lecture27_s05 by niusheng11


									Lecture 27
Stem Cells
Study Guide
1. Know the different kinds of stem cells and their characteristics
2. Compare and contrast the two techniques for measuring neurogenesis
3. Identify two areas in the adult brain that support neurogenesis.
   Describe neurogenesis in these two areas.
                                  Stem Cells

Fertilized egg
         totipotent stem cell
         give rise to all cells

Embryonic stem cells (ES) – derived from pre-gastrula
      give rise to most tissue and cell types through organism

Somatic stem cells – committed stem cell
      broad class of stem cells
      differentiate into full range of cell classes within a tissue
                    Neural Stem Cells

Neural stem cells
       somatic stem cells
       differentiate into main cell classes found in CNS and PNS
               (neurons and glia)

      non-dividing cells that develop into neurons

Differentiated neuron
        cannot divide
Embryonic Stem Cells

 From a Blastocyte
Neurogenesis from Neural Stem Cells in Neural Tube
Cloned Neuronal Stem Cells

               A. Neurosphere: from adult forebrain
               i.. GABAergic neurons
               ii. Astrocytes
               iii. Oligodendrocytes
Induction of Neurons from Stem Cells

              Pretreatment of embryonic stem cells with
              retinoic acid:

                      differentiate into mature motor
                      neurons when introduced into embryo

              Middle – cells extending axons

              Bottom – motor neuron-like morphology
Activation of neuronal development by retinoic acid

 Retinoic acid is inductive signal for neuron differentiation

 Left – blue areas indicate gene activation
 Right – retinoic acid increases gene activation
Retinoic Acid as a nervous system teratogen

Teratogen – birth defects induced by exogenous agents

Left – normal brain
Right – Retinoic acid delivered at mid-gestation as Accutane drug to
treat severe acne
   Neuronal Stem Cells in the Adult Brain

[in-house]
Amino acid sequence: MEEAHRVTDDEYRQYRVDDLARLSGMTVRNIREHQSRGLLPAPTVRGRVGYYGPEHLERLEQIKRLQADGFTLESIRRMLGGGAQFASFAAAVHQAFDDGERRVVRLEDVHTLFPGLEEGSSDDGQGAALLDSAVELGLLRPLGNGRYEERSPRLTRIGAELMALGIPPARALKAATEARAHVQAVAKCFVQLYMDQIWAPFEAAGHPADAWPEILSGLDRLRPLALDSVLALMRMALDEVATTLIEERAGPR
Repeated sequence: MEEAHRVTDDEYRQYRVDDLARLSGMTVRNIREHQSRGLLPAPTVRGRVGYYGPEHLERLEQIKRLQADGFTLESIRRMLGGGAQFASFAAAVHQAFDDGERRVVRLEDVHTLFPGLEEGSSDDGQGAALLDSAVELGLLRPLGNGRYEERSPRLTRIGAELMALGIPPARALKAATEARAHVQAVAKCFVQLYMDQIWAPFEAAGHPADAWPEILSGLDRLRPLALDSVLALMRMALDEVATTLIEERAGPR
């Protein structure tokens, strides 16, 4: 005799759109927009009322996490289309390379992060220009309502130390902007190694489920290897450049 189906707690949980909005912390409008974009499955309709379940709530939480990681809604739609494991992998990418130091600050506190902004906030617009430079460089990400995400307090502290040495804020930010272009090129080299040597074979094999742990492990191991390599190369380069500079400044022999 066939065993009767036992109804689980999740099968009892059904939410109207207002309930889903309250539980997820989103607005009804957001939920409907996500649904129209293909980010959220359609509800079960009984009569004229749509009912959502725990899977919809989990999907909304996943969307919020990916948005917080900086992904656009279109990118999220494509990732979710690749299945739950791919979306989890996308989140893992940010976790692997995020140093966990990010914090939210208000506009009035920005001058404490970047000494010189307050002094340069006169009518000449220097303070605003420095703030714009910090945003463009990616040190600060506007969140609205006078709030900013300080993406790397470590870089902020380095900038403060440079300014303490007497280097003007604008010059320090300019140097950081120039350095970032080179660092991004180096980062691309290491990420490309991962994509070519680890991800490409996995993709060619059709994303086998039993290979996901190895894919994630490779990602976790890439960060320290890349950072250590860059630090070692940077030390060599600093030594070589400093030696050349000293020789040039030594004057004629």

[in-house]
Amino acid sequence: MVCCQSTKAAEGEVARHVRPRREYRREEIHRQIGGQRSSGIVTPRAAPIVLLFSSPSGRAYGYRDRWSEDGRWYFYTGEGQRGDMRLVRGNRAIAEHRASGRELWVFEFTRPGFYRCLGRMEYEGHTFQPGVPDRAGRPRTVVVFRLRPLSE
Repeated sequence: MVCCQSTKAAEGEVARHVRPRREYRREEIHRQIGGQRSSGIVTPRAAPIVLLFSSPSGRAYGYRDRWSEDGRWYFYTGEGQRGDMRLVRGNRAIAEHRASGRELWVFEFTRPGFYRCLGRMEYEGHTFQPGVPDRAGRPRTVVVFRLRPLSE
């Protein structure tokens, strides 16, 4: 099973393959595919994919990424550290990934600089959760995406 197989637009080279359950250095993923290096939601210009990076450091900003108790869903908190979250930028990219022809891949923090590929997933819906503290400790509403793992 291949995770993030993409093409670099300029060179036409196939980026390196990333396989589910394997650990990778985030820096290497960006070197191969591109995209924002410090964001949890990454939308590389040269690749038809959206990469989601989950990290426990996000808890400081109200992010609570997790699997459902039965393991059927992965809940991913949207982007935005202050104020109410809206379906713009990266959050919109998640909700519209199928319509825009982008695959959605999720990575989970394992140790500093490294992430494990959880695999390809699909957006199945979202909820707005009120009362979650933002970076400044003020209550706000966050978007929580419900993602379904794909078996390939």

1950’s: 3H-thymidine incorporation of DNA into dividing cells

1960’s: 3H-thymidine method applied to adult brain showing neurogenesis
         in neocortex, dentate gyrus and olfactory bulb (Joseph
         ignored for two decades as an artifact (difficult to distinguish
         developing neuron from glia)

1980’s: Fernando Nottebohm (Rockefeller University)
   adult song birds make new neurons in brain region associated with song
         process accelerates during season birds acquire songs
   process accelerates during season when memory is very important to
         remember dispersed food storage sites
   canary makes 20,000 neurons per day

1984: Pasko Rakic: leading researcher on primate brain development found no
        3H-thymidine accumulation in monkey brain
   Neuronal Stem Cells in the Adult Brain

1990’s: BrdU (5-bromo-3’-deoxyuridine)
        like thymidine, taken up by cells during S-phase of mitosis
        visualized by immunocytochemistry (combine with other cell markers

New evidence for neurogenesis in adult nonhuman, primate brain by
  Elizabeth Gould and Bruce McEwen (Rockefeller) and Eberhard Fuchs
        (German Primate Center)
  1997, neurogenesis in hippocampus of primate-like tree shrew
  1998, neurogenesis in marmoset, distant primate relative of human
  1998, Gould and Rakic found neurogenesis in hippocampus of rhesus
  1999, Princeton researches found neurogenesis in cerebral cortex

Evidence for neurogenesis in adult human
   BrdU used in cancer patients (tongue or larynx) to monitor growth
   1998, Fred Gage (Salk Institute) and Peter Eriksson (Sweden) examined
        brains on autopsy
   found neurogenesis in hippocampus
   patients aged from 57 to 72
Labeling Neurogenesis

  a.   3H – thymidine in rat
  b.   BrdU in rat
  c.   BrdU in mitotic anaphase
  d.   BrdU in dying (pyknotic) cell
Labeling Neurogenesis and Cell Markers

   a.   BrdU (red) and oligodendrocyte marker (CNP, green)
   b.   BrdU (red) and neuronal marker (MAP-2, green)
   c.   BrdU (red) and neuronal marker (TuJ1, green)
   d.   BrdU (red) and retrograde tracer to mark cell body (Blue)
   e.   BrdU (red) and neuronal marker (NeuN, green)
          Neurogenesis in the Olfactory Bulb

Stem cells found in anterior subventricular zone (epithelial lining of ventricles)
Postmitotic neuroblasts migrate to olfactory bulb through rostral migratory stream
      Neurogenesis in the hippocampus

Stem cells in basal aspect of granule cell layer in dentate gyrus
Postmitotic neuroblasts translocate to granule cell layer in apical levels
Control of Neurogenesis



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